Australia is at permanent risk of a second wave of COVID-19 cases, the nation’s chief medical officer has warned.
Brendan Murphy has told a Senate inquiry into the federal government’s COVID-19 response that authorities are keeping a close eye on Singapore, which initially tracked well but is now dealing with a surge in cases.
“They had a very similar approach to us but they’ve now had a second wave in their migrant worker population,” he said on April 23.
“We have to be very, very aware that whilst we’ve only had seven cases over the last 24 hours, we’re in a wonderful position, but there is a permanent risk of further waves.
“This is a highly infectious virus and it can take off fairly quickly.”
Murphy said the most effective decisions to curb the spread of the virus were shutting the nation’s borders and ensuring returning Australians were quarantined in hotels.
He says re-opening the borders will “absolutely” be the last measure to be eased, with no changes for at least three to four months.
“The international situation at the moment is such that any relaxation of border measures would be very risky,” he said.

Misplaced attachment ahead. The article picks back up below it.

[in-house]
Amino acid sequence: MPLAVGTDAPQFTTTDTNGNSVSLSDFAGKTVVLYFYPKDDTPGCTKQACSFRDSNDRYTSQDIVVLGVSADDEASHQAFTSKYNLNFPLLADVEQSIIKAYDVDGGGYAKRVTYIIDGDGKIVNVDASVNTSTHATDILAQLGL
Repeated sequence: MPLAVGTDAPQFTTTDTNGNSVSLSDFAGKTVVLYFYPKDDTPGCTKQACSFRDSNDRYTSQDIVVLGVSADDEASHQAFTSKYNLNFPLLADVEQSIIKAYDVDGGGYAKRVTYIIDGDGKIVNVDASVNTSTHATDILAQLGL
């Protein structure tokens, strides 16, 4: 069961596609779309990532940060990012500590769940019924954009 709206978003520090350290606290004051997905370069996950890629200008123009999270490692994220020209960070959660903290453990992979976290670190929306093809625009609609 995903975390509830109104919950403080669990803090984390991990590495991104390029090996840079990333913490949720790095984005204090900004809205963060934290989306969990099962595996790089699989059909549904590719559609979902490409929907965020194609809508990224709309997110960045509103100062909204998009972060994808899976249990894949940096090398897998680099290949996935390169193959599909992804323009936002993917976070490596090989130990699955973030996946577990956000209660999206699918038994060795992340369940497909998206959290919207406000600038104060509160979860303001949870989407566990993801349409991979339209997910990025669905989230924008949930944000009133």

“It’s very hard to put a time frame on anything at the moment.”
Murphy says he was first made aware of the virus on January 1, when China gave an assurance it was animal to human transmission.
He says that changed about three weeks later.
“There was clear evidence coming from China that there was significant human to human transmission which was a game changer,” he told the hearing.
“Once you’ve got human to human transmission you’ve got a significant risk.”
Murphy says he first briefed Health Minister Greg Hunt around January 19 and the national security committee of cabinet a few days later.
Acting Department of Health secretary Caroline Edwards said the government was working with Apple and Google on a tracing app to help with virus case tracking.
Privacy issues are being dealt with before the app is launched, she added.
From next week the inquiry will hold hearings twice a week, bringing back senior bureaucrats such as Murphy for updates.
Treasury boss Steven Kennedy will appear on Tuesday.
The Senate committee is chaired by Labor’s Katy Gallagher and government senator James Paterson is deputy.
Senator Gallagher says Labor wants details on issues that are front of mind for Australians, pointing out that the government’s response has so far cost more than $3 billion.
Senator Paterson has said the inquiry would look at health measures put in place to slow the spread, the economic cost of the government’s plan and the path out of the health crisis.
By Rebecca Gredley